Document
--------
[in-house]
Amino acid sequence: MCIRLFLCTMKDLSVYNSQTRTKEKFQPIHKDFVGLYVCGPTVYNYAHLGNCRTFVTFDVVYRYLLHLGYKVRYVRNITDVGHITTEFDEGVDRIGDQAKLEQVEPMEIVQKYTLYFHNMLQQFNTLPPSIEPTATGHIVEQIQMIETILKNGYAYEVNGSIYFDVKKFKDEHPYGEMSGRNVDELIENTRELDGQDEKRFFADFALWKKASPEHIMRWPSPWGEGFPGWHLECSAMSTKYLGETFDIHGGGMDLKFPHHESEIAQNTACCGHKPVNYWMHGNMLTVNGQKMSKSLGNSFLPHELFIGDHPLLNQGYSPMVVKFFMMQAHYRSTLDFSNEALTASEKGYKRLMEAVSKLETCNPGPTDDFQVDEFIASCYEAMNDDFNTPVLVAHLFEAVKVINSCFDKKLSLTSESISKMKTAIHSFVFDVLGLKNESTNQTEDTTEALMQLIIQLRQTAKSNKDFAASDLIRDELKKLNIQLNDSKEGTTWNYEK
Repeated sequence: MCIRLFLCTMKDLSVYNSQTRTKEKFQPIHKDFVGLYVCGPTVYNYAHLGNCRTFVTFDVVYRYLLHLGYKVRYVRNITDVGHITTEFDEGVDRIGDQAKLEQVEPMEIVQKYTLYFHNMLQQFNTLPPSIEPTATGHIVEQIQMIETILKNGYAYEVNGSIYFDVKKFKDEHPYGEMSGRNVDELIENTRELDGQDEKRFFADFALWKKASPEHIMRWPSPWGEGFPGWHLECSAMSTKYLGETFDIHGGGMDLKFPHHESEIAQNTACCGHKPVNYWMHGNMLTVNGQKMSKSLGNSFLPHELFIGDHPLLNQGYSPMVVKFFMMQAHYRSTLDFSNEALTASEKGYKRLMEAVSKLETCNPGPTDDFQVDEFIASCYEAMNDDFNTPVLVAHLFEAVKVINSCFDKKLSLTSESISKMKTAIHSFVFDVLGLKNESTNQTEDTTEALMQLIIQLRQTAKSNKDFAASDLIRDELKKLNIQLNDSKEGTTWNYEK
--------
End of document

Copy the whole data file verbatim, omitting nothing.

[in-house]
Amino acid sequence: MCIRLFLCTMKDLSVYNSQTRTKEKFQPIHKDFVGLYVCGPTVYNYAHLGNCRTFVTFDVVYRYLLHLGYKVRYVRNITDVGHITTEFDEGVDRIGDQAKLEQVEPMEIVQKYTLYFHNMLQQFNTLPPSIEPTATGHIVEQIQMIETILKNGYAYEVNGSIYFDVKKFKDEHPYGEMSGRNVDELIENTRELDGQDEKRFFADFALWKKASPEHIMRWPSPWGEGFPGWHLECSAMSTKYLGETFDIHGGGMDLKFPHHESEIAQNTACCGHKPVNYWMHGNMLTVNGQKMSKSLGNSFLPHELFIGDHPLLNQGYSPMVVKFFMMQAHYRSTLDFSNEALTASEKGYKRLMEAVSKLETCNPGPTDDFQVDEFIASCYEAMNDDFNTPVLVAHLFEAVKVINSCFDKKLSLTSESISKMKTAIHSFVFDVLGLKNESTNQTEDTTEALMQLIIQLRQTAKSNKDFAASDLIRDELKKLNIQLNDSKEGTTWNYEK
Repeated sequence: MCIRLFLCTMKDLSVYNSQTRTKEKFQPIHKDFVGLYVCGPTVYNYAHLGNCRTFVTFDVVYRYLLHLGYKVRYVRNITDVGHITTEFDEGVDRIGDQAKLEQVEPMEIVQKYTLYFHNMLQQFNTLPPSIEPTATGHIVEQIQMIETILKNGYAYEVNGSIYFDVKKFKDEHPYGEMSGRNVDELIENTRELDGQDEKRFFADFALWKKASPEHIMRWPSPWGEGFPGWHLECSAMSTKYLGETFDIHGGGMDLKFPHHESEIAQNTACCGHKPVNYWMHGNMLTVNGQKMSKSLGNSFLPHELFIGDHPLLNQGYSPMVVKFFMMQAHYRSTLDFSNEALTASEKGYKRLMEAVSKLETCNPGPTDDFQVDEFIASCYEAMNDDFNTPVLVAHLFEAVKVINSCFDKKLSLTSESISKMKTAIHSFVFDVLGLKNESTNQTEDTTEALMQLIIQLRQTAKSNKDFAASDLIRDELKKLNIQLNDSKEGTTWNYEK